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▸ February 18, 2016

By Carl Kozlowski, Pasadena Weekly News —

Nashville may get most of the credit for being the hub of America’s country music scene, but Bakersfield is the city that transformed the genre into the backbeat-driven art form that rules the airwaves today. And while stars like Buck Owens and Merle Haggard garnered the greatest fame for their work in that world, it was another, oft-overlooked man named Billy Mize who actually drove the scene to creative greatness.

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Thankfully, Mize was fortunate to have Joe Saunders as his grandson. A longtime documentarian for NFL Films, Saunders shifted his focus over the past five years to honoring his grandfather’s life by creating the documentary “Billy Mize and the Bakersfield Sound,” which will be shown for at 7 p.m. tonight, Feb. 18, in the Community Room of the South Pasadena Public Library. 

The evening will be a treat for fans of country and Americana roots music. In addition to the screening and a live Q&A with Saunders about the movie and Mize, South Pasadena’s “Wine & Song” troubadour Brad Colerick and Jake Kelly of the Podunk Poets will open the show with a set of live music. 

“I was working at NFL Films doing documentaries on football players and fans, and my mom was helping Billy move from Bakersfield to another town when she found his career archives,” explains Saunders. “He was on television a lot, so there were tons of video archives and she asked me to organize and digitize it all.”

That set off a journey of discovery about his grandfather and the impact he had on the art of country music. Saunders had never before been very close to Mize, since he lived in Philadelphia and Mize had never left California. As he discovered his grandfather’s ties to “the kings of country music,” he decided to go beyond the short film he was planning to make for the family itself and make the project a testament for the broader world of music fans. 

“Billy’s still alive, almost 87, and his health is poor,” says Saunders. “He’s seen the film a couple times. A lot of the film talks about the tragedies of his life, of which he’s had quite a few. He would have been a household name like some of his peers without those turns in his life. He liked it a lot, but it’s sad for him to watch.”

Mize was born in Arkansas City, Kansas, and moved to the San Joaquin Valley as a boy, spending his childhood there before moving to Bakersfield with the steel guitar he received as a present on his 18th birthday. The valley had been a hotbed for country music, due to the thousands of “Okies” and other relocated Southerners who had moved there during the Great Depression in search of agricultural work. 

“All these migrants traveled there in search of jobs, bringing with them Texas Swing, while the deeper South brought folksy sounds, Chicago brought jazz influences, and it all melted together in Bakersfield,” says Saunders. “We had a lot of other influences: black music, and mountain man style, so Bakersfield had more of a rock feel to it which Nashville tried to stay away from. The Grand Ole Opry didn’t have drums for years. That was how Bakersfield stood out: country music you could dance to.”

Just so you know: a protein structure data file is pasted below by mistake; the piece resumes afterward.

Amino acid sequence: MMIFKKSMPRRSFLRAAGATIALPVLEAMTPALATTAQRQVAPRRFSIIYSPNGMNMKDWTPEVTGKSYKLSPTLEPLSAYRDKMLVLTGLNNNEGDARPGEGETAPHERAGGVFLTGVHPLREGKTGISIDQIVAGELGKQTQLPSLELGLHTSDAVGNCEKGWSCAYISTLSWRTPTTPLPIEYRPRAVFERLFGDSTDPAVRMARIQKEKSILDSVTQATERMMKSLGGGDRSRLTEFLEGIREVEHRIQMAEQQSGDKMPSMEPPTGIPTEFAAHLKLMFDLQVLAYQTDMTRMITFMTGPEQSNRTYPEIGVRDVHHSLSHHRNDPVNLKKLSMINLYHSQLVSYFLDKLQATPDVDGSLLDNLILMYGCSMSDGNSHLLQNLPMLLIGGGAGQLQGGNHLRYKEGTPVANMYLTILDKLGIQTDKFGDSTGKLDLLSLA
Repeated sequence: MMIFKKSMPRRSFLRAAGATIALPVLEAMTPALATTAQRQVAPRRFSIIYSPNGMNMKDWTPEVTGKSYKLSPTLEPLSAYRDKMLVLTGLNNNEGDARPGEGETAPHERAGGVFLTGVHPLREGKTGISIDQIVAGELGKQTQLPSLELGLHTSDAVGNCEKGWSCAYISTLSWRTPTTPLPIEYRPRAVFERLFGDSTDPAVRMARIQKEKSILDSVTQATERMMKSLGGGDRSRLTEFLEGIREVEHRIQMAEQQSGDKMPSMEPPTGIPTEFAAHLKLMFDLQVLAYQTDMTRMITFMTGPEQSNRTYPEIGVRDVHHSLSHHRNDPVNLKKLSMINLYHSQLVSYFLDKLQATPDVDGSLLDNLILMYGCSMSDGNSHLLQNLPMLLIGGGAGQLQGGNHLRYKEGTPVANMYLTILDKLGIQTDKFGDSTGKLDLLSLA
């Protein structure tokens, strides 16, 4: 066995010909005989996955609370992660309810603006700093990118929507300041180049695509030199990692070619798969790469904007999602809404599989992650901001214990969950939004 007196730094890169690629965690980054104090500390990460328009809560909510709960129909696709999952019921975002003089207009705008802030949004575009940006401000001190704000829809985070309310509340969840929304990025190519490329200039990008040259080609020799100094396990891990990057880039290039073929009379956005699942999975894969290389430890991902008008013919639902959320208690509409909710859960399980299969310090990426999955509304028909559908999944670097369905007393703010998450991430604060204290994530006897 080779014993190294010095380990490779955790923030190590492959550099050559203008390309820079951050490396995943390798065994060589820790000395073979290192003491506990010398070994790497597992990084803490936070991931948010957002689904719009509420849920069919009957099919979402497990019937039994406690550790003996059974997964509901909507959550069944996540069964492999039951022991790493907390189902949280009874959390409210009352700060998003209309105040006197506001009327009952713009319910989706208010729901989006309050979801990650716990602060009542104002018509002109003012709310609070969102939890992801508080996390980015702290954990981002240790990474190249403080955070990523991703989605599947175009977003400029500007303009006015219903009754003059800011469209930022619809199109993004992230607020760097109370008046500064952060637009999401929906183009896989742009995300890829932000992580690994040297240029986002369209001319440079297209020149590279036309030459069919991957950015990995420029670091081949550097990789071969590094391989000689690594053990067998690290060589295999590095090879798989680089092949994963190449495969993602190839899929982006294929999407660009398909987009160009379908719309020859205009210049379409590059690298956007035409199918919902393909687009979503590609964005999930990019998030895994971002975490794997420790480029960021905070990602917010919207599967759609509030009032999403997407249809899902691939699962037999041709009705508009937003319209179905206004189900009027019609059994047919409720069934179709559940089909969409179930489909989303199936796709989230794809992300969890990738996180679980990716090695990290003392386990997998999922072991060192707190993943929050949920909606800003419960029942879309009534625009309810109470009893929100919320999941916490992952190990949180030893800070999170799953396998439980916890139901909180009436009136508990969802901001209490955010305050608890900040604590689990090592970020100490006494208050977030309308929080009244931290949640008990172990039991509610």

Once in Bakersfield, Mize formed his own band, playing local gigs and also working as a disc jockey. In 1953, Bill Woods, Herb Henson and he put together a local TV show called “The Cousin Herb Trading Post Show,” and it grew quickly in popularity thanks to the fact its host station, KERO-TV, had a signal that carried all the way to Los Angeles. 

Featuring then-rising local acts like Haggard and Owens, in addition to national stars such as Hank Williams and Patsy Cline, “Cousin Herb” proved hot enough to launch Mize as a television star. By 1957, he was appearing on seven different shows each week in the LA area, and he eventually was named the Academy of Country Music’s TV Personality of the Year award three years in a row between 1965 and 1967. 

Yet, true national stardom proved elusive for Mize. According to Saunders, that unfortunate fact was tied to a highly important and personal decision he had to make at an early age. 

“When he was 19, he was already married and he was asked to tour with one of the biggest Texas swing bands in the country,” says Saunders. “While on tour, his wife — my grandmother — miscarried their first child. He was on tour and couldn’t get back until a couple months later.

“He vowed never to leave his wife and family again, which hurt him becoming a star because Haggard and Owens toured a lot to promote their album on radio stations around the nation,” Saunders continues. “He didn’t want to do that, which was the main reason he didn’t catch on. He took jobs in TV to keep him closer to home, so his reach was only as far as the local television would allow.”

Mize suffered a stroke during the mid-1990s, but has recovered enough to play his beloved steel guitar. With the documentary now able to be screened on Hulu Plus, iTunes and Amazon, in addition to being available for purchase on DVD from billymizemovie.com, Saunders can take pride knowing he has helped bring his grandfather’s legacy to life. 

“This part of California history is so unknown, it was a pleasure to be able to tell that story within the framework of my grandfather’s life,” says Saunders. “My grandfather was one of the kindest and warmest men I’ve ever met in my life. As much as this is about California history, it’s also about this wonderful man.” 


“Billy Mize and the Bakersfield Sound” will play, along with a live music concert by Brad Colerick and Jake Kelly at 7 p.m. tonight, Feb. 18, at the Community Room of the South Pasadena Public Library, 1115 El Centro St., South Pasadena. Admission is free. Call (626) 403-7340. 

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